The whole and its parts

The whole & its parts

Resistance and engagement

When a leader encounters resistance to change, his first task will be to explore what dialogue is possible in this situation.

There are many reasons why resistance can come up. One of them is as simple as testing the leader’s determination and understanding of the proposed change. Whenever this is the reason, it can be safely assumed that there is a willingness to engage in the project. It also highlights the desire to remain in the organization.

The question for the leader then becomes how to unlock the willingness to engage in the change. Or to overcome the underlying anxiety present in the resistance. Sometimes this happens through winning arguments, sometimes through persuasion, and sometimes by accepting the risk that the person will be frustrated but might find out that it dissolves as the project progresses and becomes clearer.

Instead, leaders sometimes fear that resistance is a sign of conditional belonging. They fear the autonomy an individual has. Especially the one to decide that leaving the organization is the better choice.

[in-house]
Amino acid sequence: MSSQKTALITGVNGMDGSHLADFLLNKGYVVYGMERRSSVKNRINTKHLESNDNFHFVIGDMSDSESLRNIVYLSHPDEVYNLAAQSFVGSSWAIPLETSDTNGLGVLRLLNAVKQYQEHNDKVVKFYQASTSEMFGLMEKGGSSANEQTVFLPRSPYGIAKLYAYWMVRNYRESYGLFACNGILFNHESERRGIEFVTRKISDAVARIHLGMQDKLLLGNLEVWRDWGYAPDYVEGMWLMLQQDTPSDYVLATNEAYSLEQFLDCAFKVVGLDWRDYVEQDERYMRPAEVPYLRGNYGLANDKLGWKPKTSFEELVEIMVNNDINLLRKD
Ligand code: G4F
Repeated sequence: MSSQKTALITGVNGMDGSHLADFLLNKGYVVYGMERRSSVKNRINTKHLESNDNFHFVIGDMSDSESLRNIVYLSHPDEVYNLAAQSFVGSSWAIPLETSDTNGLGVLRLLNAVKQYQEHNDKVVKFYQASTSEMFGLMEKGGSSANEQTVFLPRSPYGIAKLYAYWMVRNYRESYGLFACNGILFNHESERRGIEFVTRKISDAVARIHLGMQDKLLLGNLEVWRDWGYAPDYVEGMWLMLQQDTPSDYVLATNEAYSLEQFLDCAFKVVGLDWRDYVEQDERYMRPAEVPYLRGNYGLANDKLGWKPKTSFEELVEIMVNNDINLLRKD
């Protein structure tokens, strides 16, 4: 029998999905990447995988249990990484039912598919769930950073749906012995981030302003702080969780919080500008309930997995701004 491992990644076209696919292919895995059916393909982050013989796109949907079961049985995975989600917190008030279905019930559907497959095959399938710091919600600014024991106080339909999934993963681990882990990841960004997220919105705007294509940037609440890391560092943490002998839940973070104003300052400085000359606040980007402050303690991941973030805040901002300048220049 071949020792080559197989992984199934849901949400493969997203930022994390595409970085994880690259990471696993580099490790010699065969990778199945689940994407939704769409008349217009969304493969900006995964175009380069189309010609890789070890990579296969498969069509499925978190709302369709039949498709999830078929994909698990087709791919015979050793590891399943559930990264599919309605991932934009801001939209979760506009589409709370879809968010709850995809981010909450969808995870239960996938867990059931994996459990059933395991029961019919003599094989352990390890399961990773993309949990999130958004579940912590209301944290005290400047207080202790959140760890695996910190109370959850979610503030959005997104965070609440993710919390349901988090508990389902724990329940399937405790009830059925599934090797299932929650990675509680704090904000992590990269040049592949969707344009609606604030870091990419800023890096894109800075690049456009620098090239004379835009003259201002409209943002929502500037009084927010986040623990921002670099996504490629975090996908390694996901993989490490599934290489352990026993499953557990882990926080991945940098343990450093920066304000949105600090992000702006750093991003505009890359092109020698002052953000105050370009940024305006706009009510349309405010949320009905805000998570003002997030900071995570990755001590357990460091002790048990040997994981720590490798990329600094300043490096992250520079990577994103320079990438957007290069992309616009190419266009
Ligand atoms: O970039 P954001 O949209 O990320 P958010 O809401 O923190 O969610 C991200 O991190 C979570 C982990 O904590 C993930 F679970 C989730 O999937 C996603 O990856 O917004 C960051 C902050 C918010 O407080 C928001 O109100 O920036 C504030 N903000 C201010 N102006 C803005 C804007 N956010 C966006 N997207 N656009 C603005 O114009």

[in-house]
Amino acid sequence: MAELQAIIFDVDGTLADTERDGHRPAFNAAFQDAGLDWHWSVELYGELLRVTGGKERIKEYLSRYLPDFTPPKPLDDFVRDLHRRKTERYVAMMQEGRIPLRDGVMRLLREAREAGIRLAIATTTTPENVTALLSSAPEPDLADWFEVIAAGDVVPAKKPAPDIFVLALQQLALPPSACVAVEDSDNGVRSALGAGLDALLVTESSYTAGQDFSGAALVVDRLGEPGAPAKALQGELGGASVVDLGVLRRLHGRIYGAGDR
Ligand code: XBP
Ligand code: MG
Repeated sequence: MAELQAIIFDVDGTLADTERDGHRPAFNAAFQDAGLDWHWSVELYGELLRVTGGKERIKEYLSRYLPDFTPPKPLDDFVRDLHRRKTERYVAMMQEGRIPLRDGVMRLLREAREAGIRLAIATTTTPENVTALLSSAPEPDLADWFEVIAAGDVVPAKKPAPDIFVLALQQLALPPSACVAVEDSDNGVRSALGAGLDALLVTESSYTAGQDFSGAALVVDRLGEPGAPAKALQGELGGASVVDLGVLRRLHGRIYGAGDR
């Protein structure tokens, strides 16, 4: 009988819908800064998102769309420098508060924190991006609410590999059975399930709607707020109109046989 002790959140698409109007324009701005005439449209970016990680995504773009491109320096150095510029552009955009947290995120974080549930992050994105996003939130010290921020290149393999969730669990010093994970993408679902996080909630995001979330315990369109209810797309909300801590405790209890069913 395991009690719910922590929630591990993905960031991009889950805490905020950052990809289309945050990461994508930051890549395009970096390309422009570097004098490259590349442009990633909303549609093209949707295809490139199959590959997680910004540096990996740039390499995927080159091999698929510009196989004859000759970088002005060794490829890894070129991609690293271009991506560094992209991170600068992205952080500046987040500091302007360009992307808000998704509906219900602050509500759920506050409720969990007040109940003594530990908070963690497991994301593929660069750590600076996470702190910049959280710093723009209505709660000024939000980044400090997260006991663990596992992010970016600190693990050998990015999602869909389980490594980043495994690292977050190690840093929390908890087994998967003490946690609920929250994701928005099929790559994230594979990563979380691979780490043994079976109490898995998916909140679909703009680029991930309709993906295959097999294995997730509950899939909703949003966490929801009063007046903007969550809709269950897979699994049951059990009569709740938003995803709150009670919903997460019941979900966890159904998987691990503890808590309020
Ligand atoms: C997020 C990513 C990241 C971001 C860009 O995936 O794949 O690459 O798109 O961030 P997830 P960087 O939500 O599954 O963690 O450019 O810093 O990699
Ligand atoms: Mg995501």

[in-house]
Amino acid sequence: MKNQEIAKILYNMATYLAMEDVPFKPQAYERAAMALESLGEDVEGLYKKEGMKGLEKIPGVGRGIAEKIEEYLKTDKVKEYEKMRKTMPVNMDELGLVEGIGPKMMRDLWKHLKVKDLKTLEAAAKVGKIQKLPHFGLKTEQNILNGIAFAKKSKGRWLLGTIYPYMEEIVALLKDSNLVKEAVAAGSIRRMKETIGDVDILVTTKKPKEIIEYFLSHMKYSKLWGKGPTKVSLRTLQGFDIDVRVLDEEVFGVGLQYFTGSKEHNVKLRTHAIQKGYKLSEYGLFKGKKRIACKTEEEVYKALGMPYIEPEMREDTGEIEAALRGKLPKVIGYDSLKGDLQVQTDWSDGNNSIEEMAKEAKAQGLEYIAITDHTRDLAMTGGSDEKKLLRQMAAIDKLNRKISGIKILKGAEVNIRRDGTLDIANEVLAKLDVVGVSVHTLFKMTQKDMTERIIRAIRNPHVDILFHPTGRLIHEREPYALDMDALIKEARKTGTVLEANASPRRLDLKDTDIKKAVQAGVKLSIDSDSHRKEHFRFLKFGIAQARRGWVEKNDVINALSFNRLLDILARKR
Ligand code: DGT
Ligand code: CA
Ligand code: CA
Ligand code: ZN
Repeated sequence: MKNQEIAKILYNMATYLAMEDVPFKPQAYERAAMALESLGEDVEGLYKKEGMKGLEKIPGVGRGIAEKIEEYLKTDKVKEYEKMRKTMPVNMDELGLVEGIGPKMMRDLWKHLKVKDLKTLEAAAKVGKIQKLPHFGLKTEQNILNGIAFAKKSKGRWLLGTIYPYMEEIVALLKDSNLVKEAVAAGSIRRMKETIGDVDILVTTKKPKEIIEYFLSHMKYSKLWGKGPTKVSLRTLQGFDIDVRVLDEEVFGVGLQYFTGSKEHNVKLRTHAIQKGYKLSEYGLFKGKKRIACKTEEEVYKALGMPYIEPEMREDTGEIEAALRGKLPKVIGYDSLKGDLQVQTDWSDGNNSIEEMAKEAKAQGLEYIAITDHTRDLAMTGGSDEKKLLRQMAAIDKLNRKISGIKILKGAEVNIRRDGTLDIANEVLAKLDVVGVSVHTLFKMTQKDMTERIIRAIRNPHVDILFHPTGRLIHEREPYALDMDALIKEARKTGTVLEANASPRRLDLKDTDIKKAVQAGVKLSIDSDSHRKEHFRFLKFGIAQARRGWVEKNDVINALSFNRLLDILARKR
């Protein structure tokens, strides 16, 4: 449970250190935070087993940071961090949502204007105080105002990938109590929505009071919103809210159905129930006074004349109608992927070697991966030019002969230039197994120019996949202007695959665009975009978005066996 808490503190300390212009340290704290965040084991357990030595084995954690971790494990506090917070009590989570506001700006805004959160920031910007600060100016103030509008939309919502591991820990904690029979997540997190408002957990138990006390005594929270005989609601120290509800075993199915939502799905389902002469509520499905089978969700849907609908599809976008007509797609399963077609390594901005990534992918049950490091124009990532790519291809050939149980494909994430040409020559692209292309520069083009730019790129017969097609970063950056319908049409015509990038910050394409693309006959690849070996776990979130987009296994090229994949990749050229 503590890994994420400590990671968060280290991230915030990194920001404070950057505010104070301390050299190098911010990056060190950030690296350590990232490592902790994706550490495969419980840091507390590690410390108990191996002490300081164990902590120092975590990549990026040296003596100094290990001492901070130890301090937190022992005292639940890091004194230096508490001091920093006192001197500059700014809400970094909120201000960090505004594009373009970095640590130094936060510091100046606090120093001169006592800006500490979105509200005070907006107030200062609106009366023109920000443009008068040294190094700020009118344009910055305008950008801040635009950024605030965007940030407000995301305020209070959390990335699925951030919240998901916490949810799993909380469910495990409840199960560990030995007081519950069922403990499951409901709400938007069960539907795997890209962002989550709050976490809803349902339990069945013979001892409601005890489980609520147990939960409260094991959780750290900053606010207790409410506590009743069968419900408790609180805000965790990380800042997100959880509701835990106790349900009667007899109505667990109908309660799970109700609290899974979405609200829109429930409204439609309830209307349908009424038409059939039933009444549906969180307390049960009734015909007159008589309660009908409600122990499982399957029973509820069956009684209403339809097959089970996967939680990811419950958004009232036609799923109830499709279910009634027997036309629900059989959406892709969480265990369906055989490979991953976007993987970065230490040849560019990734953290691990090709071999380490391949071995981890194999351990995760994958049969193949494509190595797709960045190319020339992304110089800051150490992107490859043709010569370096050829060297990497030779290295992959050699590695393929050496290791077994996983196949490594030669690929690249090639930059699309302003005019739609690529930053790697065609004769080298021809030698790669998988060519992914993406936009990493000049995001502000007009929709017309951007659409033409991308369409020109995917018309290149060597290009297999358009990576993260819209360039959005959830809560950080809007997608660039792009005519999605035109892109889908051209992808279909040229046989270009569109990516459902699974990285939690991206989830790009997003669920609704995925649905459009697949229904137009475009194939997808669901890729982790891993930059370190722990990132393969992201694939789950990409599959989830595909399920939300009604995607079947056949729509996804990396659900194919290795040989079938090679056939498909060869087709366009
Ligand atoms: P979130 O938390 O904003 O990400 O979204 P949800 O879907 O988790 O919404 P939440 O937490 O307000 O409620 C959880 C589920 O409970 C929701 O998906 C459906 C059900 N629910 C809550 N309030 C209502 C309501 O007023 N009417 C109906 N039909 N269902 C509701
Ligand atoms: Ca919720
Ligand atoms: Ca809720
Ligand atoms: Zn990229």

However, frustration belongs to living in a community. People know this, despite the seemingly present expectations to succeed and the assumption that this means getting what one wants. People are willing to accept frustration, but it must be aligned with their engagement and seen by the leader as part of their commitment to belong.

It is an illusion that there always will be agreement or that such agreement is achievable. The presence of such an illusion is part of the hope that change or leadership can be free from risk.




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